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If ever there was an organisation that stirs opinions and passions, it is TIACA.
The amount of goodwill it still generates, even after several years in the wilderness, is astonishing.
And it clearly needs to exist.
It is a counterweight to the power of IATA; it removes industry silos created by associations like ACI; it has the potential to be modern and agile – in direct contrast to a stuffy organisation like FIATA.
Most crucially – especially in this fascinating time where the air cargo industry has the chance to claw back some volumes from the integrators – TIACA can provide a neutral platform for all air cargo players to create a virtual integrator, finally allowing the industry to capitalise on what should by right be its market: express delivery. There are big prizes to be won for those who collaborate.
But has it already squandered its future, and this goodwill?
As one former member told The Loadstar yesterday: ”So many people have lost confidence in TIACA. It needs to re-energise people; show what its value is.”
Its various incarnations in recent years have undoubtedly weakened it. TIACA appeared at one point to be commandeered by the highest bidder, serving only the interests of big US corporates. Its funding has been eaten up by failure to offer real value to members.
In the intervening years, dwindling benefits have seen its once-mighty Air Cargo Forum now facing stiff competition from Transport Logistic in Munich and IATA’s World Cargo Symposium.
It lost its money and its purpose.
There is, however – for want of a better word – a new guard in town. Too little, too late? Or just in the nick of time?
TIACA yesterday announced something of a rebirth. It said: “TIACA’s leadership team is rolling out a new vision for the association, which will see the development of more training and consultancy projects, as well as a new look and a reinvigorated value proposition for members.”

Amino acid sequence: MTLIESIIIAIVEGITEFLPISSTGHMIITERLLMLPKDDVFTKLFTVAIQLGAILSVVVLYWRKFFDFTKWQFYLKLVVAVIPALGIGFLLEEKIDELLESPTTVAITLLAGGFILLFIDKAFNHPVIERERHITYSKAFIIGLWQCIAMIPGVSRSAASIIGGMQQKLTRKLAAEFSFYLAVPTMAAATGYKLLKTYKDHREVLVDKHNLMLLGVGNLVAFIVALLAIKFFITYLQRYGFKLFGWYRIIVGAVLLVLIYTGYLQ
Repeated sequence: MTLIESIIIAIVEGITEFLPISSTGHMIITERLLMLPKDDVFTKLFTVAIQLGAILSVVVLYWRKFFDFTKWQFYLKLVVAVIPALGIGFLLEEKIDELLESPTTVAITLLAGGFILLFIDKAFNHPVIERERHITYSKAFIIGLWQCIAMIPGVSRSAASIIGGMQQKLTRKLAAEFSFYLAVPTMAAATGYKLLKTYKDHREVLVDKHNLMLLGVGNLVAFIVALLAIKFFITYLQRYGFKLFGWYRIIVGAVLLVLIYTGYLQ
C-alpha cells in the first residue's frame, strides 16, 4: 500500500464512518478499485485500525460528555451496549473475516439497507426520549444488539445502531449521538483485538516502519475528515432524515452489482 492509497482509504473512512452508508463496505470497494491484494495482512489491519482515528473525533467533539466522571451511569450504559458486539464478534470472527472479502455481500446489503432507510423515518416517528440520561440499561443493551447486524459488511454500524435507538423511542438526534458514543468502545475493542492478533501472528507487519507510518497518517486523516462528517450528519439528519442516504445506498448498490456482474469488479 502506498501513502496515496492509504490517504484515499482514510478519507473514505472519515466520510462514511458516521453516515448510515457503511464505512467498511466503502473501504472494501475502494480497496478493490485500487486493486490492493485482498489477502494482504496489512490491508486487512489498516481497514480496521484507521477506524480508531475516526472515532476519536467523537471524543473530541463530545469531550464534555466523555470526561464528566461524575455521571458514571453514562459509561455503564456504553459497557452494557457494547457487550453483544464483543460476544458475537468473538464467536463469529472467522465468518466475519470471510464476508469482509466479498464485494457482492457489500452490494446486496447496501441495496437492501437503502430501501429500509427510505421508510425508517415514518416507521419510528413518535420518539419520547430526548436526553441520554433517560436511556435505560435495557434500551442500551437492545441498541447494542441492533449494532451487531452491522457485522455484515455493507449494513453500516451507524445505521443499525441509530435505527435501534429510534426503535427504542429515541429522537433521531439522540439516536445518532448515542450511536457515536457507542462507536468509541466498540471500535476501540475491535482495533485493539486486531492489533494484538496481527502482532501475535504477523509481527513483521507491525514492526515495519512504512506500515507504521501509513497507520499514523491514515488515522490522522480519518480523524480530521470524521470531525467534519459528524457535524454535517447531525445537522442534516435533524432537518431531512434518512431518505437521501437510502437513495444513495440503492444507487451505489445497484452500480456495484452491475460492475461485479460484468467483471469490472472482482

It plans to capitalise on the success of its training programmes and “set up clusters of members representing the different sectors of the industry, including, for example, airlines, airports and ground handling agencies (GHAs).
“The clusters will concentrate on issues specific to their interests and challenges to develop solutions beneficial to the entire industry.”
And, says chairman Sebastiaan Scholte, there will also be “more opportunities to do more business on regional levels”.
So far, so good. But the devil will be in the detail.
TIACA’s strength – its industry neutrality – has suffered from individuals with interest in boosting their own brand, or commercial ambitions. The trick for the ‘new’ TIACA will be to create and promote ideas for the benefit of the industry – and this means not necessarily relying on trustees or board members who “pay to play”.
It needs, in the words of one observer, “to be creative and innovative, to draw on the experience that is in the industry and to cover the whole spectrum of air cargo. It can’t be used to promote self-interest.” There must be no fiefdoms.
Its current leadership clearly have industry benefits in their sights, rather than personal gain. And they understand the difficulties TIACA is facing. The new TIACA has been defined by a ‘think-tank’ of industry veterans, brought in to try to help the association regain relevance.
For a new vision, though, in an era of very different market dynamics and in an industry ripe for disruption, which needs to attract new people, the think-tank is made up of the past. Embarrassingly, just one of the 16 is a woman and none is under (about) 45. And there is a heavy European bias.
So, just another day in air cargo, really. One without the wide representation the industry is crying out for.
For sure, that also means there is a great weight of experience examining TIACA – and rightly so. No one will dispute that the input of men like Ram Menen is invaluable. But for an organisation looking to redefine itself, to make itself relevant in the modern world, it needs insight from others.
TIACA says it is now evaluating different options for its ACF – including frequency and location, looking at new partnerships, and will announce its findings on how “to make TIACA more relevant for the future” in March.
When that work is completed and published, it will then be up to the industry to decide, once and for all, whether to support it or let it go. It is make or break time. Financially and strategically.
But the new TIACA is showing willing; it’s showing commitment; it’s showing vision. Now it’s your turn.
The air cargo industry had a good year – another looks likely. It’s time to invest in your industry’s future, safeguard it from future risks, enable stability, create a seamless product for shippers that rivals the integrators. Technology is on your side. And so is TIACA.
So put aside previous displeasures and help create an industry for tomorrow. Book a stand at ACF. Become a member. Join the conversation. Give it a chance.
Because if you don’t do it now, there may not be a TIACA to turn to. Which could be a huge opportunity lost, both for your business, and for the industry.